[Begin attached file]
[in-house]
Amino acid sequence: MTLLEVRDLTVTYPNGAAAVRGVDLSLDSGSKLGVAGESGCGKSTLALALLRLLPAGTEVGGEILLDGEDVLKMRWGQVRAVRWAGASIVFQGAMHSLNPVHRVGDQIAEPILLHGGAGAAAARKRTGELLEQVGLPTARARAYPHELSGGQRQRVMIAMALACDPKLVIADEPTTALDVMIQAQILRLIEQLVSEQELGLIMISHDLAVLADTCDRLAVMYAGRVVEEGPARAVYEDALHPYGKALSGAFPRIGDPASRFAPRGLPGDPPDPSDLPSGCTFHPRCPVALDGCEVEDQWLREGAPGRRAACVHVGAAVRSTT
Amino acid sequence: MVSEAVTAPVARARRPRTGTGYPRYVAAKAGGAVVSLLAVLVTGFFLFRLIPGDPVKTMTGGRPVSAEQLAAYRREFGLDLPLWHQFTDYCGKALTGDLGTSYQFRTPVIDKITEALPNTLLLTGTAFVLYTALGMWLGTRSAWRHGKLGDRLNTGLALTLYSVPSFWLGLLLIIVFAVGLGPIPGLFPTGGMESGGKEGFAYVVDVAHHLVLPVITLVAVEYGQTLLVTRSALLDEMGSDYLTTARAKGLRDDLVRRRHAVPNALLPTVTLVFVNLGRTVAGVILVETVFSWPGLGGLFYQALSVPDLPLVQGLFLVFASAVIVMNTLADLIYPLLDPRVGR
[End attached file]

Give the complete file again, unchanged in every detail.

[in-house]
Amino acid sequence: MTLLEVRDLTVTYPNGAAAVRGVDLSLDSGSKLGVAGESGCGKSTLALALLRLLPAGTEVGGEILLDGEDVLKMRWGQVRAVRWAGASIVFQGAMHSLNPVHRVGDQIAEPILLHGGAGAAAARKRTGELLEQVGLPTARARAYPHELSGGQRQRVMIAMALACDPKLVIADEPTTALDVMIQAQILRLIEQLVSEQELGLIMISHDLAVLADTCDRLAVMYAGRVVEEGPARAVYEDALHPYGKALSGAFPRIGDPASRFAPRGLPGDPPDPSDLPSGCTFHPRCPVALDGCEVEDQWLREGAPGRRAACVHVGAAVRSTT
Amino acid sequence: MVSEAVTAPVARARRPRTGTGYPRYVAAKAGGAVVSLLAVLVTGFFLFRLIPGDPVKTMTGGRPVSAEQLAAYRREFGLDLPLWHQFTDYCGKALTGDLGTSYQFRTPVIDKITEALPNTLLLTGTAFVLYTALGMWLGTRSAWRHGKLGDRLNTGLALTLYSVPSFWLGLLLIIVFAVGLGPIPGLFPTGGMESGGKEGFAYVVDVAHHLVLPVITLVAVEYGQTLLVTRSALLDEMGSDYLTTARAKGLRDDLVRRRHAVPNALLPTVTLVFVNLGRTVAGVILVETVFSWPGLGGLFYQALSVPDLPLVQGLFLVFASAVIVMNTLADLIYPLLDPRVGR